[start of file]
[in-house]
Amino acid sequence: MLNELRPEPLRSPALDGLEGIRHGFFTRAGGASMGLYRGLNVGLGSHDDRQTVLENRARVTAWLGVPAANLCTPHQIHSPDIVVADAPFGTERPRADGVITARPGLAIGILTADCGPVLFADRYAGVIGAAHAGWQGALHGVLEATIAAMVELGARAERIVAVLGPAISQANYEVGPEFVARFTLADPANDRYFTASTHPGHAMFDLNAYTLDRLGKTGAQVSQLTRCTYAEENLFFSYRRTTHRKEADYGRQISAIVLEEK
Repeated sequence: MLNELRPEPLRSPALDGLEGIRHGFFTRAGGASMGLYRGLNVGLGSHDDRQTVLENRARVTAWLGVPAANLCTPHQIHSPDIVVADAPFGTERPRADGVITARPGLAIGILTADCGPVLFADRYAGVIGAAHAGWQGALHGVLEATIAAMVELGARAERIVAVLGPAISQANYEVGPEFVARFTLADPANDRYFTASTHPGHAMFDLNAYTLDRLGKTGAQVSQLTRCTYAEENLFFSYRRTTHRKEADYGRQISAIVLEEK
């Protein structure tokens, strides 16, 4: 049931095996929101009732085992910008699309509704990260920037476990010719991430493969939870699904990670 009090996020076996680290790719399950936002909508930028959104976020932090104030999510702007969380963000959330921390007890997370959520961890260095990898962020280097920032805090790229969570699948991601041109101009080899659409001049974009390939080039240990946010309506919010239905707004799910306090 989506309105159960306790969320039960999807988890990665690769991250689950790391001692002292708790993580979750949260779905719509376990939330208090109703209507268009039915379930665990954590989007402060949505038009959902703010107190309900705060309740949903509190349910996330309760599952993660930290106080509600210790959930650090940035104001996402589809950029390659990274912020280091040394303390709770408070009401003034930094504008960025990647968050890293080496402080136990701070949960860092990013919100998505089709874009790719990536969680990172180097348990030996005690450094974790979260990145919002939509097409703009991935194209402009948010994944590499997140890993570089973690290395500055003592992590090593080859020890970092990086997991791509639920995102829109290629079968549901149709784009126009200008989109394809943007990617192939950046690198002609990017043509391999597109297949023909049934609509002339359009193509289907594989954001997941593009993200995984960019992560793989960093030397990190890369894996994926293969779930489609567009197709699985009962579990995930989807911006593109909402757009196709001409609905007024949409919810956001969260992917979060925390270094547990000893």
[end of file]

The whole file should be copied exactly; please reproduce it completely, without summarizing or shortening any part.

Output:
[in-house]
Amino acid sequence: MLNELRPEPLRSPALDGLEGIRHGFFTRAGGASMGLYRGLNVGLGSHDDRQTVLENRARVTAWLGVPAANLCTPHQIHSPDIVVADAPFGTERPRADGVITARPGLAIGILTADCGPVLFADRYAGVIGAAHAGWQGALHGVLEATIAAMVELGARAERIVAVLGPAISQANYEVGPEFVARFTLADPANDRYFTASTHPGHAMFDLNAYTLDRLGKTGAQVSQLTRCTYAEENLFFSYRRTTHRKEADYGRQISAIVLEEK
Repeated sequence: MLNELRPEPLRSPALDGLEGIRHGFFTRAGGASMGLYRGLNVGLGSHDDRQTVLENRARVTAWLGVPAANLCTPHQIHSPDIVVADAPFGTERPRADGVITARPGLAIGILTADCGPVLFADRYAGVIGAAHAGWQGALHGVLEATIAAMVELGARAERIVAVLGPAISQANYEVGPEFVARFTLADPANDRYFTASTHPGHAMFDLNAYTLDRLGKTGAQVSQLTRCTYAEENLFFSYRRTTHRKEADYGRQISAIVLEEK
């Protein structure tokens, strides 16, 4: 049931095996929101009732085992910008699309509704990260920037476990010719991430493969939870699904990670 009090996020076996680290790719399950936002909508930028959104976020932090104030999510702007969380963000959330921390007890997370959520961890260095990898962020280097920032805090790229969570699948991601041109101009080899659409001049974009390939080039240990946010309506919010239905707004799910306090 989506309105159960306790969320039960999807988890990665690769991250689950790391001692002292708790993580979750949260779905719509376990939330208090109703209507268009039915379930665990954590989007402060949505038009959902703010107190309900705060309740949903509190349910996330309760599952993660930290106080509600210790959930650090940035104001996402589809950029390659990274912020280091040394303390709770408070009401003034930094504008960025990647968050890293080496402080136990701070949960860092990013919100998505089709874009790719990536969680990172180097348990030996005690450094974790979260990145919002939509097409703009991935194209402009948010994944590499997140890993570089973690290395500055003592992590090593080859020890970092990086997991791509639920995102829109290629079968549901149709784009126009200008989109394809943007990617192939950046690198002609990017043509391999597109297949023909049934609509002339359009193509289907594989954001997941593009993200995984960019992560793989960093030397990190890369894996994926293969779930489609567009197709699985009962579990995930989807911006593109909402757009196709001409609905007024949409919810956001969260992917979060925390270094547990000893």